By Fr. Glenn Jones
A very happy and joy-filled and blessed Father’s Day to all you dads out there! (Is it “Fathers”, “Father’s”, or “Fathers’”? Ah well … no matter.) What an honor you have to be entrusted with the care and teaching of God’s precious little ones—your children … those little images of God as we all are, but they with that innocence that we adults have most often lost but are called by Christ to emulate: “Whoever humbles himself like this child, he is the greatest in the kingdom of heaven. Whoever receives one such child in my name receives me…” (Matthew 18:4-5)
To emulate the innocence, yes, but not with child-like naiveté, for you dads (along with moms … and all of society, really) are entrusted with their safekeeping. Material safekeeping, yes, but even more so their spiritual well-being. In this vein, Jesus advises us: “Behold, I send you out as sheep in the midst of wolves; so be wise as serpents and innocent as doves.” (Matthew 10:16)
Yes, so very tragically for all—and as is more than apparent to all—this is where the Church, other Christian communities, children’s organizations, schools and many other entities entrusted with the safety of children have failed miserably in the past. In the Church it is worst of all by far, though—if not in magnitude of numbers, certainly in magnitude of betrayal as many who were called to most reflect Christ instead diametrically betrayed His image.
But now … hopefully … that malignancy is being excised. Yet, as with any surgery, there is bleeding and pain. Yes … the wolves were among the sheep and the flock much scattered, but now much effort is being expended to ensure that the wolves are being kept away from the flock … the shepherds’ past complacency and the naiveté that Jesus warned against much dispelled. There can be no altering of the past as much as we might want to do so; the course now is to look to and work for the good of the future. May God keep all safe from such predation ever again.
But … to return to a more joyful note … again, a very happy and blessed Fathers’ Day to all you fathers out there! What a privilege given you to be their fathers on earth … to protect, guide and shepherd them into the way of goodness, charity and peace. We priests are called “Father” to be spiritual guides—and more so, servants—to God’s faithful, and it is a wonderful, fulfilling thing. But … I confess … there remains a void in the heart in not having bodily progeny. I cannot help but envy you dads that. So cherish the gift that fatherhood is!…knowing that your love and care for your children is to reflect the love and care of God the Eternal Father for all.
(By the way … yes, yes, we know there is no gender in God (except Jesus, of course), but we Catholics continue to call God “Father” because Jesus called God “Father” … and taught us to do the same (Matthew 6:9, John 20:17, et. al.)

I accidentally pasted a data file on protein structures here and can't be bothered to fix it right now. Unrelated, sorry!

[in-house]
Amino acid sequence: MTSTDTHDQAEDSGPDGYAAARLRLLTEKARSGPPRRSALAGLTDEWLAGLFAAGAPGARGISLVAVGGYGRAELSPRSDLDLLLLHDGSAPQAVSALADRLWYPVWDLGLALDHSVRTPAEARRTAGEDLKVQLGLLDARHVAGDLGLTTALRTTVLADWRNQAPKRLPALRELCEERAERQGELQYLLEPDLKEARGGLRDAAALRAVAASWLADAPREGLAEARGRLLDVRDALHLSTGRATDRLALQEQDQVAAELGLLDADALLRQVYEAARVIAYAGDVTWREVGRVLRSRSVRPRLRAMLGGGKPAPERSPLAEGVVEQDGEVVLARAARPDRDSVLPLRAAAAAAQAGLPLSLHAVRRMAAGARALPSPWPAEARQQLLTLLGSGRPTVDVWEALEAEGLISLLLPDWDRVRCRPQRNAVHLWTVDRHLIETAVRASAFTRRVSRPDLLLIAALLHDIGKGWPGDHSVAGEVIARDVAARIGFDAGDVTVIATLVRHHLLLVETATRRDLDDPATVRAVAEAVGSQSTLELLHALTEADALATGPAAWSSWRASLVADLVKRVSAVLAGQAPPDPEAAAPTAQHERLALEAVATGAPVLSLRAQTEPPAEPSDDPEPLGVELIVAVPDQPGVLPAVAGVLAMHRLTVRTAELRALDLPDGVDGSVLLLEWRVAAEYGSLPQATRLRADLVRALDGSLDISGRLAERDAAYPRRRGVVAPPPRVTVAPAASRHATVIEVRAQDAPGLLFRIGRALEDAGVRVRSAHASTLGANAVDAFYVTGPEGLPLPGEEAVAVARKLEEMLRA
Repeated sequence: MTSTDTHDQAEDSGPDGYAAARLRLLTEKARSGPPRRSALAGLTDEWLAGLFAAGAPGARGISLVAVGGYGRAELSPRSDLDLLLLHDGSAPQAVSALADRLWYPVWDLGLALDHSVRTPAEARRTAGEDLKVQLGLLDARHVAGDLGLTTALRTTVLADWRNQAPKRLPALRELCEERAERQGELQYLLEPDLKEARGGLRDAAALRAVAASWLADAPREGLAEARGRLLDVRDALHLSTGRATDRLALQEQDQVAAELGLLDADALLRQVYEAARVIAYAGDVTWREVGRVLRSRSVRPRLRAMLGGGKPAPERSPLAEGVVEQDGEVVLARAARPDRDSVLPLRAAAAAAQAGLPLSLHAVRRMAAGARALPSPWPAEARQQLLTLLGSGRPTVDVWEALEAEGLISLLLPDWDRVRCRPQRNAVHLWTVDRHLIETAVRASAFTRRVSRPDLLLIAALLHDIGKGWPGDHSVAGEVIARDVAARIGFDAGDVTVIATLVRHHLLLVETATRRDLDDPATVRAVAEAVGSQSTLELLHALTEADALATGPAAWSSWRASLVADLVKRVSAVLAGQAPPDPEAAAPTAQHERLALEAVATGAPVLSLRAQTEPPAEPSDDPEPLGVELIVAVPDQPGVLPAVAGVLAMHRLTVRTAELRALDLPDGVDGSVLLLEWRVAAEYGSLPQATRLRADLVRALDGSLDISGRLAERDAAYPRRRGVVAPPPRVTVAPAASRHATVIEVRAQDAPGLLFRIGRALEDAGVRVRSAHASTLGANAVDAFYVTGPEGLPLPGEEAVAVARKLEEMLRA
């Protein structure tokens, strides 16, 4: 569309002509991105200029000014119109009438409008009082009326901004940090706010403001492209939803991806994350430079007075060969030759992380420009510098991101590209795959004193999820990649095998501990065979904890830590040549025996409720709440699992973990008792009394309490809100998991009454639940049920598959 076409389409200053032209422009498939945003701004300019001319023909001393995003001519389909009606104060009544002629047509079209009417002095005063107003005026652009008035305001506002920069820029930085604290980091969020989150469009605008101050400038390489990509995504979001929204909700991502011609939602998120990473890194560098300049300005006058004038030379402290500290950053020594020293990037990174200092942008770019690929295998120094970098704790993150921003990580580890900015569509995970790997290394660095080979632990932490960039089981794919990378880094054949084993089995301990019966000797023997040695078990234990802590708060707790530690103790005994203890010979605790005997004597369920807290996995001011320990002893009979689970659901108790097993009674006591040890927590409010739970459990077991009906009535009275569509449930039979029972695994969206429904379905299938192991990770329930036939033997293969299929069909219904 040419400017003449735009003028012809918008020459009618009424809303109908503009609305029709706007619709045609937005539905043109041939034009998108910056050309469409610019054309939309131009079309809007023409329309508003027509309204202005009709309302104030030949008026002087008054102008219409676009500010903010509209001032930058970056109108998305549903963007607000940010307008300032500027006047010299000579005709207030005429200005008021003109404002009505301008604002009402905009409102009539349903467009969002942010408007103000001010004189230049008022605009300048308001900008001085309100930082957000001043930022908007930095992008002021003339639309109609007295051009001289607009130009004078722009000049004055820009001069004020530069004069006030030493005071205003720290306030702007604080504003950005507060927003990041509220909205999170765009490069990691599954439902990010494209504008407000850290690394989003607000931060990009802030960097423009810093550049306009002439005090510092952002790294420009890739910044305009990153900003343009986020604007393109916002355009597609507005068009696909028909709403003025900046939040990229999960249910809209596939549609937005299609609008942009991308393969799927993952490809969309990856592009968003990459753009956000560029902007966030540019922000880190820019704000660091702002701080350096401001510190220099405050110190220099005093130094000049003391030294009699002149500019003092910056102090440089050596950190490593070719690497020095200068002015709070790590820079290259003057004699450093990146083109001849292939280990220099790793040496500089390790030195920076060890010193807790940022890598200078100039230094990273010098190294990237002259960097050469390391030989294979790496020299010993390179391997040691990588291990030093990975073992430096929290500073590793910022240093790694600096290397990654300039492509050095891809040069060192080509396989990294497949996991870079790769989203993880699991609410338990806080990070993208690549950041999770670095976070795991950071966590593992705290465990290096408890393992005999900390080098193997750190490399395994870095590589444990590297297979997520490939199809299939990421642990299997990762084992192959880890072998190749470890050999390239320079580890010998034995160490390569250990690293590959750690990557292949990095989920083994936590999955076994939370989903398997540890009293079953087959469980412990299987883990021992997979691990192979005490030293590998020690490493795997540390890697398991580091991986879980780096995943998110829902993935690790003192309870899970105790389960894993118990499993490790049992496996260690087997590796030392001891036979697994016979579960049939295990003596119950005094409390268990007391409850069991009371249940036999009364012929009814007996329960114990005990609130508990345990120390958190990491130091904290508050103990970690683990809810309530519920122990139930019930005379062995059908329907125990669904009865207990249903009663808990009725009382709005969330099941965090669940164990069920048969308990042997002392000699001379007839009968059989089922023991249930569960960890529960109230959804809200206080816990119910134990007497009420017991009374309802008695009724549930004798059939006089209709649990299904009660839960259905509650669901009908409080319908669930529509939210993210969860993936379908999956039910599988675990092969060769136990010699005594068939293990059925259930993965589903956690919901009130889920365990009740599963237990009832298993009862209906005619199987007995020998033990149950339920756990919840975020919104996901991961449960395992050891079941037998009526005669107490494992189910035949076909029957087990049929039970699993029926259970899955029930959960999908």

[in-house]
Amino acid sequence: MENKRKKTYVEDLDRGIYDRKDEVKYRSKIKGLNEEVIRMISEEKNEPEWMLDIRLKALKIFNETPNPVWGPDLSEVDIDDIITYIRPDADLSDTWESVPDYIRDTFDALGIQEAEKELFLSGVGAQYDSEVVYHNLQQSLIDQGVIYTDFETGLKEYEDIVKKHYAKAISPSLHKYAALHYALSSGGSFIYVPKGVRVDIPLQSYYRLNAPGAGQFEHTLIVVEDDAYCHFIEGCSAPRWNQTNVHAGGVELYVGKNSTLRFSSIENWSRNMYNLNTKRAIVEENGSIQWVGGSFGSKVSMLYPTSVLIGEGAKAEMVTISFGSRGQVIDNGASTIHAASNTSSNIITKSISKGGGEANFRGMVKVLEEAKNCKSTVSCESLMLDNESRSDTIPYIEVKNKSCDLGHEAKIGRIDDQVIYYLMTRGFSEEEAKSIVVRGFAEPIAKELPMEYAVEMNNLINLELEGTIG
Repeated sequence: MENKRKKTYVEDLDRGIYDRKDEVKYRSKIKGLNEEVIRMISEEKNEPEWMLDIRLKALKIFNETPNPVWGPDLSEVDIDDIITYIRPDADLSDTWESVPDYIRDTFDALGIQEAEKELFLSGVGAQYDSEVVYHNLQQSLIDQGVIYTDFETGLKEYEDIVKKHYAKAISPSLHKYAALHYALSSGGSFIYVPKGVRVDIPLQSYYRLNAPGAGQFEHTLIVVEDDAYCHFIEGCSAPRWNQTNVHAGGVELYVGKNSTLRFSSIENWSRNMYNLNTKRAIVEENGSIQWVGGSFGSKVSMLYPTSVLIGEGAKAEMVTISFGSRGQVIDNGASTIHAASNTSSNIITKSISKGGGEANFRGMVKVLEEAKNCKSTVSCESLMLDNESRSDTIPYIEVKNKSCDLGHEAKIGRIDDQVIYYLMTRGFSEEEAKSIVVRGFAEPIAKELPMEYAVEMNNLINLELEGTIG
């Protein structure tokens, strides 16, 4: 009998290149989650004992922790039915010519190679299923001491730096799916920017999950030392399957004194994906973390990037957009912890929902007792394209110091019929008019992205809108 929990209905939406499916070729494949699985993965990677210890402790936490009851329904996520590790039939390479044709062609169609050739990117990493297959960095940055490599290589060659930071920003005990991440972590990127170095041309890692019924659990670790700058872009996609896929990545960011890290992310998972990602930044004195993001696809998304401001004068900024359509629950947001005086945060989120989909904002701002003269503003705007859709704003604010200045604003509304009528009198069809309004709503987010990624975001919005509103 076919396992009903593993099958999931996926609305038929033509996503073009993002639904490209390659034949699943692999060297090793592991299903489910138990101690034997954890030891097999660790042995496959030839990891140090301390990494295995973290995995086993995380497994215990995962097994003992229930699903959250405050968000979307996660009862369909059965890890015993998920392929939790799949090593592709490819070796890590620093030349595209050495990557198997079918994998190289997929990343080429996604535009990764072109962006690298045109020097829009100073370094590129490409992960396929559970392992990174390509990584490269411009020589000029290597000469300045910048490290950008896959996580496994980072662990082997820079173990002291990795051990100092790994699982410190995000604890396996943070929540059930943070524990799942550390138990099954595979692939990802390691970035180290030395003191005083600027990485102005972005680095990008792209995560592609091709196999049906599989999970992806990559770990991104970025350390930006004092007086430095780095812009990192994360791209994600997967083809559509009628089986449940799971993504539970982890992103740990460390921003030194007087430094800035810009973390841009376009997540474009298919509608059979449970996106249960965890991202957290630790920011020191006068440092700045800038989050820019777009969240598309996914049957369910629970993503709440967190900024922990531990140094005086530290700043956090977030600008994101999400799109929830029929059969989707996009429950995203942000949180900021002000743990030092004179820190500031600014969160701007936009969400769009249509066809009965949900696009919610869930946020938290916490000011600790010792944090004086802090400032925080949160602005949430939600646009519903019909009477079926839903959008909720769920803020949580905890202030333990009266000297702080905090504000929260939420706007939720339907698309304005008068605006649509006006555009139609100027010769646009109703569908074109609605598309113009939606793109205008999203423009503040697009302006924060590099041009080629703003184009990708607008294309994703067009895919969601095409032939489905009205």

It’s always good to remember an important teaching from the book of Sirach 3 on Father’s (or Mother’s) Day:
1 Listen to me your father, O children; and act accordingly, that you may be kept in safety.
2 For the Lord honored the father above the children, and he confirmed the right of the mother over her sons.
3 Whoever honors his father atones for sins,
4 and whoever glorifies his mother is like one who lays up treasure.
5 Whoever honors his father will be gladdened by his own children, and when he prays he will be heard.
6 Whoever glorifies his father will have long life, and whoever obeys the Lord will refresh his mother;
7 he will serve his parents as his masters.
8 Honor your father by word and deed, that a blessing from him may come upon you.
9 For a father’s blessing strengthens the houses of the children…
10 Do not glorify yourself by dishonoring your father, for your father’s dishonor is no glory to you.
11 For a man’s glory comes from honoring his father, and it is a disgrace for children not to respect their mother.
12 O son, help your father in his old age, and do not grieve him as long as he lives;
13 even if he is lacking in understanding, show forbearance; in all your strength do not despise him.
14 For kindness to a father will not be forgotten, and against your sins it will be credited to you;
15 in the day of your affliction it will be remembered in your favor; as frost in fair weather, your sins will melt away.
So kids … treasure your parents while you have them, for time passes so very quickly, and as we who are a bit older know all too well, “…the silver cord is snapped…the golden bowl is broken…and the dust returns to the earth as it was, and the spirit returns to God who gave it.” (Ecclesiastes 12:6-7) We who have lost our fathers or mothers often reflect on what more we could have done to show our love to them. But we also know that those in Heaven forgive all things … hold no grudges; they only long for us to be with them once more for an eternal embrace.
And so … as mentioned last year as well: How is a man a good father? We need only adapt slightly St. Paul’s verses from 1 Corinthians 13:
“[A father] is patient, [a father] is kind; [a father] is not jealous or boastful; [a father] is not arrogant or rude. [A father] does not insist on [his] own way; [a father] is not irritable or resentful; [he] does not rejoice at wrong, but rejoices in the right. [A father] bears all things, believes all things, hopes all things, endures all things. [A father’s] faith, hope, and love abide, these three; but the greatest of these is [a father’s] love.”
Rev. Glenn Jones is the Vicar General of the Archdiocese of Santa Fe and former pastor of Immaculate Heart of Mary Catholic Church in Los Alamos.